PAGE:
Air trav­el­ers get ad­vance warn­ing of Real ID dead­line

The Buffalo News - - NATIONAL NEWS - By Fredrick Kun­kle

WASHINGTON – The United States has fought two wars af­ter Sept. 11, 2001, has in­stalled count­less bol­lards and sur­veil­lance cam­eras, and weath­ered many other ter­ror­ist-re­lated threats since then.

But the day is now al­most at hand when the fed­eral govern­ment will at last re­quire that pas­sen­gers board­ing air­planes in the United States use new forms of “real” ID cards that, the govern­ment says, will im­prove avi­a­tion se­cu­rity. The Trans­porta­tion Se­cu­rity Ad­min­is­tra­tion (TSA) has launched a new pub­lic in­for­ma­tion cam­paign to pre­pare peo­ple for when the new Real ID re­quire­ment takes ef­fect next fall. When the Oct. 1, 2020, dead­line ar­rives, all air­line pas­sen­gers will have to show a Real ID-com­pli­ant form of iden­ti­fi­ca­tion to board an air­plane or en­ter a TSA check­point.

Those who lack a Real ID or other ac­cept­able form of iden­ti­fi­ca­tion, such as a valid pass­port, will be out of luck. The TSA says those folks will not be al­lowed to fly.

Sev­eral states, such as Penn­syl­va­nia, New Jersey and Ore­gon, have re­ceived ex­ten­sions from the De­part­ment of Home­land Se­cu­rity (DHS). Cal­i­for­nia’s level of com­pli­ance has been un­der re­view since DHS in­formed the state this year that one of its meth­ods of ver­i­fy­ing peo­ple’s res­i­dences was in­suf­fi­cient. The Los An­ge­les Times re­ports this has caused headaches for thou­sands of peo­ple (in­clud­ing the ar­ti­cle’s au­thor) who had re­ceived a new license that was sup­posed to be Real ID-com­pli­ant.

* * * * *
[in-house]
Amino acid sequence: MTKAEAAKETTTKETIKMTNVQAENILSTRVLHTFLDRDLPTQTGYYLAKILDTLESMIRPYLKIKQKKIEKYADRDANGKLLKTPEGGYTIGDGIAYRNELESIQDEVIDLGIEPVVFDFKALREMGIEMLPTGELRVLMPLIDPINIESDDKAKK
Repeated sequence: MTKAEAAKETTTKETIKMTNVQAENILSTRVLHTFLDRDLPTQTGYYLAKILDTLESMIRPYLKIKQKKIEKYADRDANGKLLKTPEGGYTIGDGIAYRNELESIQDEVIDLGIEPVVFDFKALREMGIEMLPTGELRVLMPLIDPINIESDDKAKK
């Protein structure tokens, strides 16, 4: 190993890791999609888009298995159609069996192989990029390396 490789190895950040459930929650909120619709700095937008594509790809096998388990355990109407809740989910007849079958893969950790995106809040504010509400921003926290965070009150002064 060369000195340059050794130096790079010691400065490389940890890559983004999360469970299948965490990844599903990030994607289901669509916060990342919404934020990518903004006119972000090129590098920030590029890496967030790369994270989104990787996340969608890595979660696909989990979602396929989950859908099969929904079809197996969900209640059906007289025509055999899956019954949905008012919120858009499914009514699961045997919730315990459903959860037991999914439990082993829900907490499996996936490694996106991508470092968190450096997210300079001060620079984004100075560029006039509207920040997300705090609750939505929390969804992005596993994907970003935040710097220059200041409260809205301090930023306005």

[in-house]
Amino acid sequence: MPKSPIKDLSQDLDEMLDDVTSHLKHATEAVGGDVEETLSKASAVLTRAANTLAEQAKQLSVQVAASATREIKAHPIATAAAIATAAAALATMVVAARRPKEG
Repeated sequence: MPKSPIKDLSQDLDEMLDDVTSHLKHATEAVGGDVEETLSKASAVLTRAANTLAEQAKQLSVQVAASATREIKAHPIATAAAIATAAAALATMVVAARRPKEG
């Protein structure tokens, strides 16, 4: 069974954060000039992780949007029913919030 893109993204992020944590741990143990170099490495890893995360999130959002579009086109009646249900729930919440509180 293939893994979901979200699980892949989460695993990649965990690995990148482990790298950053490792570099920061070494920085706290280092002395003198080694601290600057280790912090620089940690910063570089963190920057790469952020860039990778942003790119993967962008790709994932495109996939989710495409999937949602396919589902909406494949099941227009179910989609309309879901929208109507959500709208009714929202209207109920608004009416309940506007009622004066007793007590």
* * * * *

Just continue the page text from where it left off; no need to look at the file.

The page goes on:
The TSA says ev­ery state has made some progress on tight­en­ing the doc­u­men­ta­tion of peo­ple’s IDs. But to be sure a trav­eler has a Real ID that will pass muster at a TSA check­point, the agency says Real ID-com­pli­ant IDs have a red star on the top of the card.

The REAL ID Act – which was passed by Congress in 2005 af­ter rec­om­men­da­tions is­sued by the 9/11 Com­mis­sion – lays out min­i­mum stan­dards for state-is­sued driver’s licenses and iden­ti­fi­ca­tion cards. The aim was to re­duce iden­tity fraud with forms of ID that are now re­quired to fly or en­ter fed­eral build­ings. Be­sides REAL ID­com­pli­ant licenses or pass­ports, the TSA will also ac­cept fed­eral govern­ment-is­sued IDs, known as Per­sonal Iden­tify Ver­i­fi­ca­tion (PIV) cards, and U.S. mil­i­tary IDs.

Vir­ginia be­gan is­su­ing the new form of Real ID-com­pli­ant licenses last year. Mary­land has been is­su­ing Real ID-com­pli­ant driver’s licenses since 2011, and the District of Columbia’s De­part­ment of Mo­tor Ve­hi­cles (DMV) started rolling them out in 2014.

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